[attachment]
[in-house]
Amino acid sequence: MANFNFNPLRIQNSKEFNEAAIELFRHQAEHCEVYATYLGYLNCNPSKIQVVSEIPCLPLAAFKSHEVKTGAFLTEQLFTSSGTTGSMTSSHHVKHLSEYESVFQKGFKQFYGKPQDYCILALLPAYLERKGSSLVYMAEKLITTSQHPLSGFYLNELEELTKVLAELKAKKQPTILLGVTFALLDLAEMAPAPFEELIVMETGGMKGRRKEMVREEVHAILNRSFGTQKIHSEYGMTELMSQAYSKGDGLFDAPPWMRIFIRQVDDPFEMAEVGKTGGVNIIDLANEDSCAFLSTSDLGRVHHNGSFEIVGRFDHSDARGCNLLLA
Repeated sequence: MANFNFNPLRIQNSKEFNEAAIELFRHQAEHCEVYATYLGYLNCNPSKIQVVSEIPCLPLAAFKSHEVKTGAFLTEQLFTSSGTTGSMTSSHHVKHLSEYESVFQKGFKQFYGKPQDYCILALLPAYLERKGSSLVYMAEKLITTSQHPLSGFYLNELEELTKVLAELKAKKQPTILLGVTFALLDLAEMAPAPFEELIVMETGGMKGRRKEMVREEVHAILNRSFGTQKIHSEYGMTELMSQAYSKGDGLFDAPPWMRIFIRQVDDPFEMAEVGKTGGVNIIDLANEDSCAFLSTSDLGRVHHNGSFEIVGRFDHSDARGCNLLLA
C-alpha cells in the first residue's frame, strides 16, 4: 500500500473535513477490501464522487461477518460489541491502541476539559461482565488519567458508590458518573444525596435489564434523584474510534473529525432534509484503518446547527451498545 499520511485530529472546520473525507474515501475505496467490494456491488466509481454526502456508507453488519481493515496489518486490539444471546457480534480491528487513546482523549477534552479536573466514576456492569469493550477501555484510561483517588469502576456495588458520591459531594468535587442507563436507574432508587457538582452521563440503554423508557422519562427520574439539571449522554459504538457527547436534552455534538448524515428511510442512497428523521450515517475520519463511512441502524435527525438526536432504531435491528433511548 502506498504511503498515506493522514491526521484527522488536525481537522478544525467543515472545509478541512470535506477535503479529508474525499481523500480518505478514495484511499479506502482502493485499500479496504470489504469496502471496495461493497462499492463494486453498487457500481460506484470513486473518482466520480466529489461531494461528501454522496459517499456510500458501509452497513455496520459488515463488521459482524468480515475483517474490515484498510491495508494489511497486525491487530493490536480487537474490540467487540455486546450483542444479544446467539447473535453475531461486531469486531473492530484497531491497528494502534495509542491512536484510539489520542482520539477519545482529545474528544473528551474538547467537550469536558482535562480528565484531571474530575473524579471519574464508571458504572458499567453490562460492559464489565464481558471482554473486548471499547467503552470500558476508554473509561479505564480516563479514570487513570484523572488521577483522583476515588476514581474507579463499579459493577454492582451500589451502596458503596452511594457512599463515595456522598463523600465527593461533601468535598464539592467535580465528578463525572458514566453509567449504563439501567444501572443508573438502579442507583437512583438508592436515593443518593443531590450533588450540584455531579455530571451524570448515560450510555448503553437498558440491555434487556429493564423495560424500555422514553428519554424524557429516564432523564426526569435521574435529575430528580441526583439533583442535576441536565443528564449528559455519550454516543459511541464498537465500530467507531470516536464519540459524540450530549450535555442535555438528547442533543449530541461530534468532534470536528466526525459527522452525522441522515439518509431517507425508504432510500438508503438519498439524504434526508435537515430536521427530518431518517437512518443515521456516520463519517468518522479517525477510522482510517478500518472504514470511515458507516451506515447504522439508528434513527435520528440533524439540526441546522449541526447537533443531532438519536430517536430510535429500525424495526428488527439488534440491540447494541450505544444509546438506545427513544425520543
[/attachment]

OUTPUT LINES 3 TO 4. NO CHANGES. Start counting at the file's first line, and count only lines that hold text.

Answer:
Repeated sequence: MANFNFNPLRIQNSKEFNEAAIELFRHQAEHCEVYATYLGYLNCNPSKIQVVSEIPCLPLAAFKSHEVKTGAFLTEQLFTSSGTTGSMTSSHHVKHLSEYESVFQKGFKQFYGKPQDYCILALLPAYLERKGSSLVYMAEKLITTSQHPLSGFYLNELEELTKVLAELKAKKQPTILLGVTFALLDLAEMAPAPFEELIVMETGGMKGRRKEMVREEVHAILNRSFGTQKIHSEYGMTELMSQAYSKGDGLFDAPPWMRIFIRQVDDPFEMAEVGKTGGVNIIDLANEDSCAFLSTSDLGRVHHNGSFEIVGRFDHSDARGCNLLLA
C-alpha cells in the first residue's frame, strides 16, 4: 500500500473535513477490501464522487461477518460489541491502541476539559461482565488519567458508590458518573444525596435489564434523584474510534473529525432534509484503518446547527451498545 499520511485530529472546520473525507474515501475505496467490494456491488466509481454526502456508507453488519481493515496489518486490539444471546457480534480491528487513546482523549477534552479536573466514576456492569469493550477501555484510561483517588469502576456495588458520591459531594468535587442507563436507574432508587457538582452521563440503554423508557422519562427520574439539571449522554459504538457527547436534552455534538448524515428511510442512497428523521450515517475520519463511512441502524435527525438526536432504531435491528433511548 502506498504511503498515506493522514491526521484527522488536525481537522478544525467543515472545509478541512470535506477535503479529508474525499481523500480518505478514495484511499479506502482502493485499500479496504470489504469496502471496495461493497462499492463494486453498487457500481460506484470513486473518482466520480466529489461531494461528501454522496459517499456510500458501509452497513455496520459488515463488521459482524468480515475483517474490515484498510491495508494489511497486525491487530493490536480487537474490540467487540455486546450483542444479544446467539447473535453475531461486531469486531473492530484497531491497528494502534495509542491512536484510539489520542482520539477519545482529545474528544473528551474538547467537550469536558482535562480528565484531571474530575473524579471519574464508571458504572458499567453490562460492559464489565464481558471482554473486548471499547467503552470500558476508554473509561479505564480516563479514570487513570484523572488521577483522583476515588476514581474507579463499579459493577454492582451500589451502596458503596452511594457512599463515595456522598463523600465527593461533601468535598464539592467535580465528578463525572458514566453509567449504563439501567444501572443508573438502579442507583437512583438508592436515593443518593443531590450533588450540584455531579455530571451524570448515560450510555448503553437498558440491555434487556429493564423495560424500555422514553428519554424524557429516564432523564426526569435521574435529575430528580441526583439533583442535576441536565443528564449528559455519550454516543459511541464498537465500530467507531470516536464519540459524540450530549450535555442535555438528547442533543449530541461530534468532534470536528466526525459527522452525522441522515439518509431517507425508504432510500438508503438519498439524504434526508435537515430536521427530518431518517437512518443515521456516520463519517468518522479517525477510522482510517478500518472504514470511515458507516451506515447504522439508528434513527435520528440533524439540526441546522449541526447537533443531532438519536430517536430510535429500525424495526428488527439488534440491540447494541450505544444509546438506545427513544425520543